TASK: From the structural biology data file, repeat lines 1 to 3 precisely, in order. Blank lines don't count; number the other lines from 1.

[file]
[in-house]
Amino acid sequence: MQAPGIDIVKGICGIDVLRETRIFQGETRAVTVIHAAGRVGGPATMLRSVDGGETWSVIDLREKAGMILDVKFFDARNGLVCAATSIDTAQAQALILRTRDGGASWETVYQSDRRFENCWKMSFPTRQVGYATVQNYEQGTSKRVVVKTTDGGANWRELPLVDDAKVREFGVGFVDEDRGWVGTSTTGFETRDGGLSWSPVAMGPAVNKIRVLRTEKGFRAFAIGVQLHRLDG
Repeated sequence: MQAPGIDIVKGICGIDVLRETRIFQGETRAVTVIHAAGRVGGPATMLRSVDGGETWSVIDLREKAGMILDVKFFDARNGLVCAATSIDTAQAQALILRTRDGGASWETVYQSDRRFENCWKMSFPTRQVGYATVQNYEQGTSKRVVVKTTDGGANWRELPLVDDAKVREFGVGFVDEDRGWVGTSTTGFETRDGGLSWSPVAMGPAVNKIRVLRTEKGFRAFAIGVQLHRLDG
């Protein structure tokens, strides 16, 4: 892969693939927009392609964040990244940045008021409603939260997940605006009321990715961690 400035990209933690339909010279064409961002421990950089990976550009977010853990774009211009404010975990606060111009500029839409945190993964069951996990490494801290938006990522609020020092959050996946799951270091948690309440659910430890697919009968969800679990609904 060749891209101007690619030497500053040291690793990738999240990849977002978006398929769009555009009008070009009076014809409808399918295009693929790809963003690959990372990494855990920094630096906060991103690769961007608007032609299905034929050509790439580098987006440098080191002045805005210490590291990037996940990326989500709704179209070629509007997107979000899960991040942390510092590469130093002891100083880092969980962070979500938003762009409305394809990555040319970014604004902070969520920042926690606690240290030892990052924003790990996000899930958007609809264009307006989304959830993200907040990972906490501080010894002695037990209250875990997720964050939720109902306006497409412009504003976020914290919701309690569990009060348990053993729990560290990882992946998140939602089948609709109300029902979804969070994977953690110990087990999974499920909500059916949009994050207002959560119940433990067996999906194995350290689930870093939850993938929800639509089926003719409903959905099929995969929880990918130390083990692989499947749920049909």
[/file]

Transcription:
[in-house]
Amino acid sequence: MQAPGIDIVKGICGIDVLRETRIFQGETRAVTVIHAAGRVGGPATMLRSVDGGETWSVIDLREKAGMILDVKFFDARNGLVCAATSIDTAQAQALILRTRDGGASWETVYQSDRRFENCWKMSFPTRQVGYATVQNYEQGTSKRVVVKTTDGGANWRELPLVDDAKVREFGVGFVDEDRGWVGTSTTGFETRDGGLSWSPVAMGPAVNKIRVLRTEKGFRAFAIGVQLHRLDG
Repeated sequence: MQAPGIDIVKGICGIDVLRETRIFQGETRAVTVIHAAGRVGGPATMLRSVDGGETWSVIDLREKAGMILDVKFFDARNGLVCAATSIDTAQAQALILRTRDGGASWETVYQSDRRFENCWKMSFPTRQVGYATVQNYEQGTSKRVVVKTTDGGANWRELPLVDDAKVREFGVGFVDEDRGWVGTSTTGFETRDGGLSWSPVAMGPAVNKIRVLRTEKGFRAFAIGVQLHRLDG